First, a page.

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"Setting the Seen" Video Blog: Wild Week of Fun and Fashion!

Written by Natalie Bencivenga on .

Enjoy my latest video with Style Editor, Sara Backnecht, as we discuss all-things Pittsburgh, from social events to fashion trends! Happy Friday!

Follow us on Twitter @NBSeen and @SaraB_PG

If you are free on Saturday night, I will be a guest on the John McIntire Show at the Cabaret Theater. We will be talking about the changing social scene here in Pittsburgh. It will be a fun night! For more information: CLICK HERE

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Blues Challengers vying for shot at Memphis

Written by Scott Mervis on .

 

BealeStMemphis-242x360

Fourteen acts will have 20 minutes to make it to Memphis on Saturday.

The bands/solo artists will hit the stage April 5 for 10th annual Blues Challenge, presented by the Blues Society of Western PA at the Tonidale in Oakdale.

Each will play a 20-minute set, and one band and one solo artist or duo will be chosen to represent the society at the 2015 International Blues Challenge in Memphis. It begins at 1:30 p.m. A dinner buffet will be available during the break early in the evening, and there will be an after party/jam with last year's winner, Billy the Kid and the Regulators, at 10:30 p.m.

Tickets are $12; $10 for society members; $6 students. The Tonidale is at 7011 Steubenville Pike, Oakdale. Go to bswpa.com

Here is the list of contenders:

1. Mia Z
2. Jimmy Adler and Charlie Barath
3. Chris Yakopcic
4. Bo Hog Brothers
5. Pet Cro
6. Melinda
7. Scott Albert Project
8. Blues Devils
9. Ms. Freddye Band
10. Paul the Resonator
11. Bottom Shelf Blues Band
12. Eugene Morgan
13. Gordon James Band
14. Ruby Red and the Dirty Devils

 

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Cable, Walker-Kimbrough to have historical meeting in Final Four

Written by Mike White on .

Much was made last week of how former Pittsburgh-area high school basketball players were showing up at many places in the NCAA Sweet 16.

Arizona's Sean and Dayton's Archie Miller (Blackhawk) were the first brothers to coach in the Sweet 16 the same year. Arizona's T.J. McConnell (Chartiers Valley) and Iowa State's DeAndre Kane (Schenley) were two point guards in the Sweet 16 who attended high schools 12 miles apart. Kentucky coach John Calipari (Moon) was another former WPIAL player who had a team in the Sweet 16.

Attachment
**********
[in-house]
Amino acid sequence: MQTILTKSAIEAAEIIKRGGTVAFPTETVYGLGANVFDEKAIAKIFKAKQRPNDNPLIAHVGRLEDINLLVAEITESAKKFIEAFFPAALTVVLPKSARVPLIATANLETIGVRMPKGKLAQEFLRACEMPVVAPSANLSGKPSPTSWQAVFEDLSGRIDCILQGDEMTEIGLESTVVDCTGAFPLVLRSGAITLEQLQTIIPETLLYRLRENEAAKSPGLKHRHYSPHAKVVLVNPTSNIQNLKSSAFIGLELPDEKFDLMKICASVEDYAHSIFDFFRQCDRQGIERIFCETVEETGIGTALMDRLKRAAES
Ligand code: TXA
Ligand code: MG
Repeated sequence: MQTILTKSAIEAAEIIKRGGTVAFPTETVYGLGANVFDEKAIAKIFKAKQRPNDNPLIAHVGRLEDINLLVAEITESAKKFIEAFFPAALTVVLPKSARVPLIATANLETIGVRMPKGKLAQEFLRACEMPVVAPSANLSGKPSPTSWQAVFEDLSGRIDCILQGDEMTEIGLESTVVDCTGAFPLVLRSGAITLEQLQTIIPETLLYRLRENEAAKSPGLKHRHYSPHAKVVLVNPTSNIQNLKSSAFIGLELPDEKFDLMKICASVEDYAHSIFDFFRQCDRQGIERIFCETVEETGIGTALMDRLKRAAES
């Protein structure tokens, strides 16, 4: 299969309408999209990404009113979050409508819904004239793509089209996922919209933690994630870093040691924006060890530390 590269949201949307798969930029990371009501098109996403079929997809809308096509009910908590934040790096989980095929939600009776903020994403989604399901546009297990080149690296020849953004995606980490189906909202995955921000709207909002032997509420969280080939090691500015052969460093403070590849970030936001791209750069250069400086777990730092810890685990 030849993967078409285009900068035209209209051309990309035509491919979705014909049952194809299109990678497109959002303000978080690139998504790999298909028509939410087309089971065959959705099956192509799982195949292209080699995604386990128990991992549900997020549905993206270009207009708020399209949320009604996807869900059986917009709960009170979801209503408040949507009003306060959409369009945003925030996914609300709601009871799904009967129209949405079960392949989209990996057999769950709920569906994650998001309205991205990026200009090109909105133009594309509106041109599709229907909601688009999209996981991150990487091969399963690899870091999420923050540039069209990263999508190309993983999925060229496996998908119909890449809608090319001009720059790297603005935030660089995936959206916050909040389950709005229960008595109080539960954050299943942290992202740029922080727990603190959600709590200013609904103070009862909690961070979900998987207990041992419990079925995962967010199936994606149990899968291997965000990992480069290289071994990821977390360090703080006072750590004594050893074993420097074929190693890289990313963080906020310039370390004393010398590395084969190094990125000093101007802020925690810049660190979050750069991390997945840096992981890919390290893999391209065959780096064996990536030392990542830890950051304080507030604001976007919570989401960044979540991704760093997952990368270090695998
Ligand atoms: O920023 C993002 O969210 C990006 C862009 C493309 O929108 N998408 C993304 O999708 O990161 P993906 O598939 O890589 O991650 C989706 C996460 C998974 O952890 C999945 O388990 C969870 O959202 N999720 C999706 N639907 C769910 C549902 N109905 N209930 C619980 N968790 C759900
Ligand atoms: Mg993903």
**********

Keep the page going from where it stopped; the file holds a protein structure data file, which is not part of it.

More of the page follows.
Well now there is a rather notable happening involving two former WPIAL girls players in the NCAA women's Final Four. In fact, Madison Cable and Shatori Walker-Kimbrough might very well be making history.

Cable is a redshirt sophomore for Notre Dame. Walker-Kimbrough is a freshman for the University of Maryland women's team. Their teams will meet in the Final Four Sunday.

There are no records, or rosters, to prove it. But I'd be willing to bet that this is the first time two former WPIAL players have met in the women's Final 4. In fact, I wonder if it has ever happened with two former WPIAL boys players. And for a remember when moment? Check the picture below. It's when Cable and Walker-Kimbrough were on the Post-Gazette Fabulous 5 team in 2011. Cable, then a senior, is in the middle. Walker-Kimbrough, only a sophomore at the time, is on the far right. I wonder if that photo shoot was the last time they were together?

Fabulous 5

Neither Cable or Walker-Kimbrough start, but both play key roles for their teams.

Walker-Kimbrough had been selected the ACC freshman of the week earlier this season. She is Madison CableMaryland's third-leading scorer, averaging 9.6 points a game. She plays 17 minutes a game and also averages 2.9 rebounds. She shoots 48 percent from the floor and has 23 3-pointers.

Cable plays 14 minutes a game. She is averaging 5.6 points and 3.4 rebounds a game. She is shooting an impressive 52 percent from the field and 47 percent from 3-point range for the undefeated Fighting Irish. She has the best 3-point shooting percentage on the team.

Walker-Kimbrough and Cable were both former Post-Gazette Players of the Year and both former P-G Athletes of the Year.

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An in-your-face atheist remembered

Written by Peter Smith on .

kagin blowdryerHe was as blunt and mocking as he could be, arranging mock communion services and dressing up as a monk armed with a blow-dryer to de-baptize people rejecting their childhood faith.

Yet Edwin Kagin, the national legal director of American Atheists of the "in-your-face" wing of atheism, gained respected from the faithful who knew him and often opposed him.

The Kentucky attorney, who represented atheists in church-state conflicts and helped establish summer camps for disbelieving kids, died recently at age 73. My long-time colleague Andrew Wolfson writes a vivid portrait of him in the obituary here.